In most cases where the device is considered Corporate-issued, the OS for that device is issued by the enterprise – it’s not a standard OS release from Apple or Google. There is no opportunity for personal apps. Downloading your “favourite” app into the sandbox is not supported. The method used is to create a local sandbox (the “containerisation” approach) that has secured applications issued from the sandbox controller (the Enterprise) via the normal app distribution mechanism (App Store or Play) or through a centralised app issuer (essentially an App Store in the Enterprise) controlled by the enterprise. The Sandbox typically has a secured VPN connection to either a Cloud service or back to the Enterprise IT. This mirrors what BlackBerry BES offers.

Alternatives are necessary when BYOD is planned, as replacing the OS would lose all the personal data as well. Apple offers a number of restrictions available if a personal device is also under MDM control – each app is designated as either personal, or under MDM control. Apps that are MDM-enabled can be erased and protected in a number of ways such as disabling mail account changes, WiFi APs, copy/paste between apps.

CounterPath views MDM as a necessary evolution of BYOD within an enterprise, but one where management of devices is just one element of the strategy. 

Enterprises require control over distribution, configuration, security and crucially – analytics.  CounterPath supports each of these and in the case of analytics enables service providers and enterprise communications departments to quickly diagnose and assess client needs and problems. These include the ratio of 3G/4G and WiFi usage for types of calls, the quality of each call through standardised metrics (MOS scores) and confidence in the security of the communications through secured channels for all of the above, extending to hundreds of thousands of clients per installation.

We have integrated solutions with Citrix, best known for their VDI solutions, and are in the process of being certified on AirWatch, MobileIron and Good Technology solutions.  In addition, for those who wish to deploy immediately, without the MDM overhead, CounterPath have long offered a centralised user profile distribution solution (CCS).  This innovative, patented and hosted solution seamlessly links with generic and customised versions of Bria, our award winning and leading softphone solution for iOS, Android and now BlackBerry.

Enterprises can now configure access details for employees VoIP and IM communications, and have those configurations forcibly implemented at the device. The Bria app is securely delivered in a certificate-signed and encrypted form only from OEM approved App stores. Updates can also be made mandatory and changes are available almost instantly.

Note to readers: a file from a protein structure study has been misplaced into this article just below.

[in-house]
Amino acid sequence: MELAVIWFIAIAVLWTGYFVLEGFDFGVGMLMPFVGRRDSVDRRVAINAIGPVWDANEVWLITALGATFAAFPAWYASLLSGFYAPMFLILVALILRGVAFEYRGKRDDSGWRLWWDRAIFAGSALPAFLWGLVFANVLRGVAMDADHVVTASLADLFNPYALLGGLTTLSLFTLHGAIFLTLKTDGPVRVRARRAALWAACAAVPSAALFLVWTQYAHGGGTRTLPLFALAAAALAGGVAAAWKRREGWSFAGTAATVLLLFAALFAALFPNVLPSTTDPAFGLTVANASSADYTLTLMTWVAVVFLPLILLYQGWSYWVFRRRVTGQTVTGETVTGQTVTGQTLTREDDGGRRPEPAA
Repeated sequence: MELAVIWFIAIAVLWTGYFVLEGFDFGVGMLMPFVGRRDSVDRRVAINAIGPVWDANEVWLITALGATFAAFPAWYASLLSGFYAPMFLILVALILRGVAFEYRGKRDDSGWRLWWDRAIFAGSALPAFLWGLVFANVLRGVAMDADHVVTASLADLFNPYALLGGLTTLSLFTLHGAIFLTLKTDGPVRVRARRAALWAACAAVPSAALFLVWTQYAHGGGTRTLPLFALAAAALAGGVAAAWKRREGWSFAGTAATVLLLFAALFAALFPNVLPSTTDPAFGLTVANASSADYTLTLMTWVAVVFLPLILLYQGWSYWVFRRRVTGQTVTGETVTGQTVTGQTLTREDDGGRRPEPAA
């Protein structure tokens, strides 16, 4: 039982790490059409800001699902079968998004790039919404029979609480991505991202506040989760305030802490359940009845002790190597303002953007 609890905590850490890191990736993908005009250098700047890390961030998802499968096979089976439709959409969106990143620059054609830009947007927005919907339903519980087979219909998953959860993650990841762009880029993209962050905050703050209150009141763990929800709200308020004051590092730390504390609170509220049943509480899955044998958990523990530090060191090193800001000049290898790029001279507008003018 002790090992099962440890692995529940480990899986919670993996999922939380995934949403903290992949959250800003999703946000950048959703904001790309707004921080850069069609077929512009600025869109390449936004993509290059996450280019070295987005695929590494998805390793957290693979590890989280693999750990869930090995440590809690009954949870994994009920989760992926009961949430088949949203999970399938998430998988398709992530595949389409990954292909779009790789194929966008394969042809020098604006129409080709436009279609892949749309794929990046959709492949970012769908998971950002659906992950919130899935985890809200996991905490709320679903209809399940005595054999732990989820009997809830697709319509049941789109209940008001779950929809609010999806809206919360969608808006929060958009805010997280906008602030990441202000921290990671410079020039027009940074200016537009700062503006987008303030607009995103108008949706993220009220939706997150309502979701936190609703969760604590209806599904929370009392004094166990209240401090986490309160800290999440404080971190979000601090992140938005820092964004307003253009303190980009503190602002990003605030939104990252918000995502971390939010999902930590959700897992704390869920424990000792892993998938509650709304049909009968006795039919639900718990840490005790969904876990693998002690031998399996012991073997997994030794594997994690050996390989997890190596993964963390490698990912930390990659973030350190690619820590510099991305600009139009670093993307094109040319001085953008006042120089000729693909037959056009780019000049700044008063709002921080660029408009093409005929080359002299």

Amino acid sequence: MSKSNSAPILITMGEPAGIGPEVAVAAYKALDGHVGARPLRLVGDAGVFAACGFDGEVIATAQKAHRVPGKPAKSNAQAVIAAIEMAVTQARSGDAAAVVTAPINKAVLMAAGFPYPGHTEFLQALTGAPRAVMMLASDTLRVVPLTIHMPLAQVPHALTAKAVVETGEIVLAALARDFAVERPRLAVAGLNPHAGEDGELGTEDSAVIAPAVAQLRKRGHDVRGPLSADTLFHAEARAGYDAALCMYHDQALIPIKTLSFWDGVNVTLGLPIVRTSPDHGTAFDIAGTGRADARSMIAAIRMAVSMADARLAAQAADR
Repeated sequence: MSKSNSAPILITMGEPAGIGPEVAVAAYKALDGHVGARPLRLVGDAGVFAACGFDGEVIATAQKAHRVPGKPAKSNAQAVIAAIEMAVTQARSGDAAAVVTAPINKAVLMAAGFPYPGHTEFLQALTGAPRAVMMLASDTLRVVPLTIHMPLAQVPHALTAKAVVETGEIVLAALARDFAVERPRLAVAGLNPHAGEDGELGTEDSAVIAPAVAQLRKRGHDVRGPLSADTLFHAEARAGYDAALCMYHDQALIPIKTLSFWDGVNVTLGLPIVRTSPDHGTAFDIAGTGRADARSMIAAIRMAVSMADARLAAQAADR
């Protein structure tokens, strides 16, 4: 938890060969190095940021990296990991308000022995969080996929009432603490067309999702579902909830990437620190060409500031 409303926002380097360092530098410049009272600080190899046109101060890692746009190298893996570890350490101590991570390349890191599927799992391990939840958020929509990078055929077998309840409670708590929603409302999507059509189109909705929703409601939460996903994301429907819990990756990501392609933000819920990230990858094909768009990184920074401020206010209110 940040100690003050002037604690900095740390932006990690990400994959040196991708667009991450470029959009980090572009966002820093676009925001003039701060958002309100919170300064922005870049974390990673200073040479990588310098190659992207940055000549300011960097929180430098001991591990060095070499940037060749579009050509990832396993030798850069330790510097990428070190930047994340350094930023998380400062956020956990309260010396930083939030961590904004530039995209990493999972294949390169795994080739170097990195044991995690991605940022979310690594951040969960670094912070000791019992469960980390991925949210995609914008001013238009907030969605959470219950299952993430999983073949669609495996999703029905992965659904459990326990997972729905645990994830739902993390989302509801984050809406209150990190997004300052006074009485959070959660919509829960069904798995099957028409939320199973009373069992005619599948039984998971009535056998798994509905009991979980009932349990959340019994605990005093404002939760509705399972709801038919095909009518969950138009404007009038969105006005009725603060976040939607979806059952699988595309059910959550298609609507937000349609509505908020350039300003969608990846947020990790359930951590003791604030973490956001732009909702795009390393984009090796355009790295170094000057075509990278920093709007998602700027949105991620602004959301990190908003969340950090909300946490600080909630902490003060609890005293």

The problem facing many MDM strategies is the secured link they provide, to safeguard corporate data and applications, means a tethered line to a central hosted service, or back to the corporate offices.  As one of the early pioneers and of SIP and VoIP in general, CounterPath has had many years of experience in defining, implementing and perfecting the quality of experience for the user with delay-sensitive communications such as voice, and even video to some extent. We know that sending all the media over a VPN link, through a central location, often leads to a poor experience unless steps are taken to mitigate the route taken by the voice and video.

Bria has evolved to differentiate streams of traffic, and is certified to work with leading devices by ACME Packet, to ensure the experience is optimal. One of the ways this is achieved is through support for fully automated SBC control – users do not have to manage or manipulate any settings to get through firewalls in hotels, homes or enterprises. In cases where the network link is variable in quality, Bria offers support for TSCF (Tunnel Service Control Function), which enables audio packet reconstruction and restoration across redundant links. Bria supports TLS and SRTP, as well as operating efficiently over VPNs.

Whether you choose to implement full-scale MDM, or you want to take a more cautious approach to BYOD control, CounterPath offers a solution that will meet the needs of tight corporate IT security policies, and those of a more fluid nature.

For more information, see: CounterPath to Enter the Mobile Device Management (MDM) Market

Michael Doyle

About Michael Doyle

In his role as Vice President, Technology, Michael Doyle focuses on helping to shape our product and solutions roadmap for broader applicability and evangelizing the total CounterPath solution to customers and partners. Michael has worked in the technology industry for over 20 years and brings a wealth of experience and talent across a broad range of disciplines. Michael holds a Bachelor's of Science degree in Computer Science from University College London. In 2006, he was named one of the Top 100 voices of IP Communications.